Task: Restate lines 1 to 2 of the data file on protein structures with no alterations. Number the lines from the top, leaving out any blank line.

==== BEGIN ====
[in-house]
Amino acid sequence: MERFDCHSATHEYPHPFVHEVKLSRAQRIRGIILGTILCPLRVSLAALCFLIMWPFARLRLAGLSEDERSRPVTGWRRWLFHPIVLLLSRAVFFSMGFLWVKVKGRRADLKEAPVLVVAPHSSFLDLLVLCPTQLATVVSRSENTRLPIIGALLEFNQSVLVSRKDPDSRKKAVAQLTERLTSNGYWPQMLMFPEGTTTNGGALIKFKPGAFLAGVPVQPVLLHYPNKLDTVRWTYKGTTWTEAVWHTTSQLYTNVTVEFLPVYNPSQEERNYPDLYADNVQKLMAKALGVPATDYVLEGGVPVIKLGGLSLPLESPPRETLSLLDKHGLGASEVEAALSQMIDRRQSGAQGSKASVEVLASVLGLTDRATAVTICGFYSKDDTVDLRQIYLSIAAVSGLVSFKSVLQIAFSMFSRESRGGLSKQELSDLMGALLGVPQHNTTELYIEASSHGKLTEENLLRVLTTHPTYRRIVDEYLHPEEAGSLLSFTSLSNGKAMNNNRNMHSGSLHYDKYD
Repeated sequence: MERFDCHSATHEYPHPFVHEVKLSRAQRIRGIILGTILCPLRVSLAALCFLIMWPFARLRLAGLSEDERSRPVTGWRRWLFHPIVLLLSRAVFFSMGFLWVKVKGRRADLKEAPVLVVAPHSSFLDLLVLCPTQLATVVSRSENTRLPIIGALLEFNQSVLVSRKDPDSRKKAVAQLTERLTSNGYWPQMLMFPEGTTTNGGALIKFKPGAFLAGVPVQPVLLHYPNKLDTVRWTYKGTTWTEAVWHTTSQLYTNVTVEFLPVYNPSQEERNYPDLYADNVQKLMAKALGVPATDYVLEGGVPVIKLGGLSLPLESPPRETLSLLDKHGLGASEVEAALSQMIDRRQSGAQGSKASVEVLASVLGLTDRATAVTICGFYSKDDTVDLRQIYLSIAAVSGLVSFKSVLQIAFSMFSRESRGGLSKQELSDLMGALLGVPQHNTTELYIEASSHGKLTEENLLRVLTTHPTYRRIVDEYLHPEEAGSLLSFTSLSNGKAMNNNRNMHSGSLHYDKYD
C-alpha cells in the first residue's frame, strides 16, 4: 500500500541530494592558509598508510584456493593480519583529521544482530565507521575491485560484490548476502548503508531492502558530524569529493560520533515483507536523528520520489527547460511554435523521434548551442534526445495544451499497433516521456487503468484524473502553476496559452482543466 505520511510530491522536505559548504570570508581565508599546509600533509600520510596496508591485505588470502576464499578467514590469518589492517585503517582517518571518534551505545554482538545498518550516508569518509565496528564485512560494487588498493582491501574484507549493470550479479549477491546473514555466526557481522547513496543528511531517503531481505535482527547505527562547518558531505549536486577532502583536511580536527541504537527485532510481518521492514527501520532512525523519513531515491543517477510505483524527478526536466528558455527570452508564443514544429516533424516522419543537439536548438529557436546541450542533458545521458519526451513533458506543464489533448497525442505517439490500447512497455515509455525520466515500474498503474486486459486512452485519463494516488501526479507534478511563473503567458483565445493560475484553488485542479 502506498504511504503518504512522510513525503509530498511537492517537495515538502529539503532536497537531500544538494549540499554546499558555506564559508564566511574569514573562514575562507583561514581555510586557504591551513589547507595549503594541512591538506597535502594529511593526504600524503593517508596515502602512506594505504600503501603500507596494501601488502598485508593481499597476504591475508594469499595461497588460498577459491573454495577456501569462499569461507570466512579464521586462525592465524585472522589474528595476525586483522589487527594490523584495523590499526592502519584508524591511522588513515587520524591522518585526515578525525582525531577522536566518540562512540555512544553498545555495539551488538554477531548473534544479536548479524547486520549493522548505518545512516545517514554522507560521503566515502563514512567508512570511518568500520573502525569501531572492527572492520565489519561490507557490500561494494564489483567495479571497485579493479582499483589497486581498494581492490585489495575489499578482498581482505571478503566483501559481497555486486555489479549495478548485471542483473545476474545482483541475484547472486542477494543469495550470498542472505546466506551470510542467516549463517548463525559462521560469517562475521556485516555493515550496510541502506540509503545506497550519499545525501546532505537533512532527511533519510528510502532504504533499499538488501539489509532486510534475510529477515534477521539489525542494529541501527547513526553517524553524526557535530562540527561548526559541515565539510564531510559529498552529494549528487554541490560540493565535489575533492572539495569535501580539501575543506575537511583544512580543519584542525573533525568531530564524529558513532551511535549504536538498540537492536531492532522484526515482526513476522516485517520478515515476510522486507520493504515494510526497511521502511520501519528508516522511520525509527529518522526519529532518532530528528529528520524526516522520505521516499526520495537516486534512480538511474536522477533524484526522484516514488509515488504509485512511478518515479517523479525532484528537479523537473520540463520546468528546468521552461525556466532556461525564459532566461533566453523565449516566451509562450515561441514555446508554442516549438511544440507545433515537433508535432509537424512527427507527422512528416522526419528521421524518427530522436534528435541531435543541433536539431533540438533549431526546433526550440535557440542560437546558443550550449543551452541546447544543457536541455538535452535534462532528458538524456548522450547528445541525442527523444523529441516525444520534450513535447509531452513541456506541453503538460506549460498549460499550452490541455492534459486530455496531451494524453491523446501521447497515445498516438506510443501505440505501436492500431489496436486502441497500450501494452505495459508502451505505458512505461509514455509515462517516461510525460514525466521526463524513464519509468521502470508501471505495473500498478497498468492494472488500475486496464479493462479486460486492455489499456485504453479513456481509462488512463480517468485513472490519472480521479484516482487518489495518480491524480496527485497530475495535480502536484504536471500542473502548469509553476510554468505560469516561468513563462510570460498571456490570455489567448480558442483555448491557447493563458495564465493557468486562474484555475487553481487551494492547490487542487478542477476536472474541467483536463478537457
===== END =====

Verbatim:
[in-house]
Amino acid sequence: MERFDCHSATHEYPHPFVHEVKLSRAQRIRGIILGTILCPLRVSLAALCFLIMWPFARLRLAGLSEDERSRPVTGWRRWLFHPIVLLLSRAVFFSMGFLWVKVKGRRADLKEAPVLVVAPHSSFLDLLVLCPTQLATVVSRSENTRLPIIGALLEFNQSVLVSRKDPDSRKKAVAQLTERLTSNGYWPQMLMFPEGTTTNGGALIKFKPGAFLAGVPVQPVLLHYPNKLDTVRWTYKGTTWTEAVWHTTSQLYTNVTVEFLPVYNPSQEERNYPDLYADNVQKLMAKALGVPATDYVLEGGVPVIKLGGLSLPLESPPRETLSLLDKHGLGASEVEAALSQMIDRRQSGAQGSKASVEVLASVLGLTDRATAVTICGFYSKDDTVDLRQIYLSIAAVSGLVSFKSVLQIAFSMFSRESRGGLSKQELSDLMGALLGVPQHNTTELYIEASSHGKLTEENLLRVLTTHPTYRRIVDEYLHPEEAGSLLSFTSLSNGKAMNNNRNMHSGSLHYDKYD